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Why Travel Insurance Still Matters

Aug. 10, 2020
4 mins
A stylish woman on vacation admires ancient archicture

My mother-in-law loves to travel. She takes three or four trips a year to exotic and obscure locations. She and my wife happened to be on an Antarctic cruise when COVID-19 hit the fan. It was a mad scramble to get home, through five airports in three days. It was expensive.

Though travel insurance saved their trip from the bankruptcy of their original cruise line, it didn’t cover everything. Restrictions are slowly beginning to loosen, although the federal government has flatly refused to reopen the border with the U.S. because of the huge per capita difference in COVID-19 infections (the Trump administration has completely mishandled the pandemic). But summer’s here, and people are getting the itch to travel. Airlines and cruise ship companies have been decimated and will offer blowout savings to people willing to take the risk. But before you go, make sure you understand what your travel insurance policy coverage provides.

Several Canadian airlines have outlined plans to expand their limited operations mostly toward destinations with a demand for essential travel. But the air travel experience won’t be the same. Face masks and temperature checks will be the norm, and middle seats will be left vacant to allow travellers a modicum of physical distancing space.

Ironically enough, the preferred destination for Canadians when non-essential travel restrictions are lifted is Canada. A Travelweek survey of 3,000 Canadians found that more than 40% would travel within our borders this summer, leading Destinations Canada to invest $30 million in support the recovery of Canada’s tourism sector. But it’s important to remember that travel insurance still matters. Even if you only plan on travelling to another province within Canada, some emergency medical treatments may not be covered by your provincial health card. Furthermore, if you travel to Quebec from any other province or territory, your provincial health care plan will not cover you if you require medical help.

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Your passport to stress-free travel

Make sure you are prepared for anything by comparing travel quotes and finding the best rates for the coverage you need before leaving home!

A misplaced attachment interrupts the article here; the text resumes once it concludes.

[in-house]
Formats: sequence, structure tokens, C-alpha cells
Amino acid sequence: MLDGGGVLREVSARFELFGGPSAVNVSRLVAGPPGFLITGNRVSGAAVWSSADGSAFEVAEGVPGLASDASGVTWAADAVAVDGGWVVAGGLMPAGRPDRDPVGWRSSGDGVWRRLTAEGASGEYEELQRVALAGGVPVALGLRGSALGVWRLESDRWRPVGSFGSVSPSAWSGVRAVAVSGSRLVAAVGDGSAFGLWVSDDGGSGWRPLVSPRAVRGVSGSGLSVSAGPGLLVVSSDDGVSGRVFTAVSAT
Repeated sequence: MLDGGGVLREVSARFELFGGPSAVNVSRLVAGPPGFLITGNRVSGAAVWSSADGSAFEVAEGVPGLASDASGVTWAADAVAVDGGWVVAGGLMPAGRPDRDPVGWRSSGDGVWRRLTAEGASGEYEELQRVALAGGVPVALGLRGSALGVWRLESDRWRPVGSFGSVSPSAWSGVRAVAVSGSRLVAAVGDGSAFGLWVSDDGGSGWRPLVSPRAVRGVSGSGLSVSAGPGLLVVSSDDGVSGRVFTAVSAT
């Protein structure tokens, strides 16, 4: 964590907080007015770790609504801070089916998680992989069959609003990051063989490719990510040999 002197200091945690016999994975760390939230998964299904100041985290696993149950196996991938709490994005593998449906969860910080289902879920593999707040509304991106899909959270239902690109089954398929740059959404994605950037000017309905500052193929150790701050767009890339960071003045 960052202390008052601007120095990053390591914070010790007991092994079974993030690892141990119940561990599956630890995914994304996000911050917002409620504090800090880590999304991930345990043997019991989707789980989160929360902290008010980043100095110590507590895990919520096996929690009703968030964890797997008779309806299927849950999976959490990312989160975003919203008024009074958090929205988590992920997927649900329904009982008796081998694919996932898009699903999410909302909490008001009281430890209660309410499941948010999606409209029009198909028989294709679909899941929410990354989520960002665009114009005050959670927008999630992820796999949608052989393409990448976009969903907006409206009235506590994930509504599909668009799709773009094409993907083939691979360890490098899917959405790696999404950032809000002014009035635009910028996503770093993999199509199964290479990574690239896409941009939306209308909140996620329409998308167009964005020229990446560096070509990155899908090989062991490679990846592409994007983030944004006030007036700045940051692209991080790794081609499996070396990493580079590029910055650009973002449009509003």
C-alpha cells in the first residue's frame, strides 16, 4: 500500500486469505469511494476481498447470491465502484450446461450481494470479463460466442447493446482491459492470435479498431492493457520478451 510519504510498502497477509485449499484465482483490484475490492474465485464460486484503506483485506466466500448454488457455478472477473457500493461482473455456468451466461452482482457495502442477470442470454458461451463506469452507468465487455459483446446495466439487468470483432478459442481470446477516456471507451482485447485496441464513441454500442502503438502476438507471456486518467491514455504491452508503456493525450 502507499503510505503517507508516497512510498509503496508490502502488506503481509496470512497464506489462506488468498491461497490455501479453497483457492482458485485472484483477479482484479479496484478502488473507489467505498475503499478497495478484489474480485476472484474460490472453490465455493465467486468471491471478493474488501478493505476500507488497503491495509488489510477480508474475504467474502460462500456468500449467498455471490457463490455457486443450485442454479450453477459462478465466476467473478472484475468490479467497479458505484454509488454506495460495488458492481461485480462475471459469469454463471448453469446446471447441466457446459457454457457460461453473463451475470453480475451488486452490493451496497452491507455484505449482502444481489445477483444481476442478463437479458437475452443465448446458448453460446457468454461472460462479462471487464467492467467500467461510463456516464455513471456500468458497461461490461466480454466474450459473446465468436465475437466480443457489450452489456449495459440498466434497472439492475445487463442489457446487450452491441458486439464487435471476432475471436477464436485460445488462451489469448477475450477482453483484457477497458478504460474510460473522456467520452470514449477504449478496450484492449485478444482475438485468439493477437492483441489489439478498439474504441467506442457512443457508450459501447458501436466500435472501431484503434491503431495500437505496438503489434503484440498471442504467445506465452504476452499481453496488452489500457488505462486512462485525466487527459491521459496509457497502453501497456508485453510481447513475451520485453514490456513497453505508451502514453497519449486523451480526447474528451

COVID-19 is a “known risk”

COVID-19 is, right now, considered a “known risk” for travellers, and many insurers won’t cover the cost of trip disruption or medical care due to a bout with the virus. That doesn’t make travel insurance worthless.

Depending on the policy you purchase, many other eventualities might be covered, including:

  • If you booked your vacation before the federal government’s March 19 declaration of a non-essential travel ban, a comprehensive travel insurance policy should reimburse you for cancellations. Bear in mind, though, that insurers are managing huge volumes of claims with minimal resources so that reimbursement may take some time.
  • You or your companion may fall ill with a non-COVID-related illness, or have an accident, or experience some episode requiring medical care. Not all jurisdictions are as generous as others about their medical services. The U.S. is notorious for overcharging for medical services. If you do require medical assistance, demand an itemized bill.
  • Thanks to our health care system in Canada, health insurance is portable from province to province. But provinces differ in what is covered. Even when travelling domestically, travel insurance covering medical emergencies is necessary.
  • Tour operators and cruise lines go bankrupt without a moment’s notice. Do not buy insurance as a rider in a travel contract unless it is backed by independent insurance from a reputable provider.
  • You could be robbed. If you travel enough, you likely will be robbed. Make sure your insurer will support you in that event if it can’t find the nearest Canadian, Swedish, or Australian embassy or consulate (we have special diplomatic relations with Australia and Sweden to support each other’s citizens abroad).
  • Keep digital records of important documentation. Airline tickets, your insurance contract, your passport, prescriptions; whatever could be lost, stolen, or misplaced. Email them to your travel companions or someone else you can trust who can help in the event your mobile phone is stolen.
Dave Webb

Dave Webb is a writer and editor of 30 years’ experience. He has written about municipal politics, conservation issues, information technology, medical technology, music, and the manmade diamond industry along with insurance. And some sports. He is also an avid semi-professional roots musician. He lives in Toronto.

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